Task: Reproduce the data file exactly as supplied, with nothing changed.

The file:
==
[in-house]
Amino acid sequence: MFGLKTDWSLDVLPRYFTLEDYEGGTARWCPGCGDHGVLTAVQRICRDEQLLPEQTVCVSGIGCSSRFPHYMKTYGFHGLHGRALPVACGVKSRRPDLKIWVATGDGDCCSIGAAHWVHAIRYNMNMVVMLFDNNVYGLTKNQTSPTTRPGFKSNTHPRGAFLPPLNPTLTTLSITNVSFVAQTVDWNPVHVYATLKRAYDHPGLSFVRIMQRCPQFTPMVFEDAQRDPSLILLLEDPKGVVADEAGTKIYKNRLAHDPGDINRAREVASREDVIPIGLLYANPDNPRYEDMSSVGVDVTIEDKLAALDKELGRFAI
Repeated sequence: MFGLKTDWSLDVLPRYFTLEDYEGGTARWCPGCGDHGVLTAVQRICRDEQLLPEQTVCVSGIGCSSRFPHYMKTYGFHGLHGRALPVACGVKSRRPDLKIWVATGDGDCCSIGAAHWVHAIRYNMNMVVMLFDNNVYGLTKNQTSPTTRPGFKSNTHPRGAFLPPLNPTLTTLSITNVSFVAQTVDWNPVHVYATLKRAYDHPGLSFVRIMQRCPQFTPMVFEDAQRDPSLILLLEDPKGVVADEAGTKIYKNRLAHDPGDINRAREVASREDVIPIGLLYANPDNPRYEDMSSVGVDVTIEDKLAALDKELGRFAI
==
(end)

[in-house]
Amino acid sequence: MFGLKTDWSLDVLPRYFTLEDYEGGTARWCPGCGDHGVLTAVQRICRDEQLLPEQTVCVSGIGCSSRFPHYMKTYGFHGLHGRALPVACGVKSRRPDLKIWVATGDGDCCSIGAAHWVHAIRYNMNMVVMLFDNNVYGLTKNQTSPTTRPGFKSNTHPRGAFLPPLNPTLTTLSITNVSFVAQTVDWNPVHVYATLKRAYDHPGLSFVRIMQRCPQFTPMVFEDAQRDPSLILLLEDPKGVVADEAGTKIYKNRLAHDPGDINRAREVASREDVIPIGLLYANPDNPRYEDMSSVGVDVTIEDKLAALDKELGRFAI
Repeated sequence: MFGLKTDWSLDVLPRYFTLEDYEGGTARWCPGCGDHGVLTAVQRICRDEQLLPEQTVCVSGIGCSSRFPHYMKTYGFHGLHGRALPVACGVKSRRPDLKIWVATGDGDCCSIGAAHWVHAIRYNMNMVVMLFDNNVYGLTKNQTSPTTRPGFKSNTHPRGAFLPPLNPTLTTLSITNVSFVAQTVDWNPVHVYATLKRAYDHPGLSFVRIMQRCPQFTPMVFEDAQRDPSLILLLEDPKGVVADEAGTKIYKNRLAHDPGDINRAREVASREDVIPIGLLYANPDNPRYEDMSSVGVDVTIEDKLAALDKELGRFAI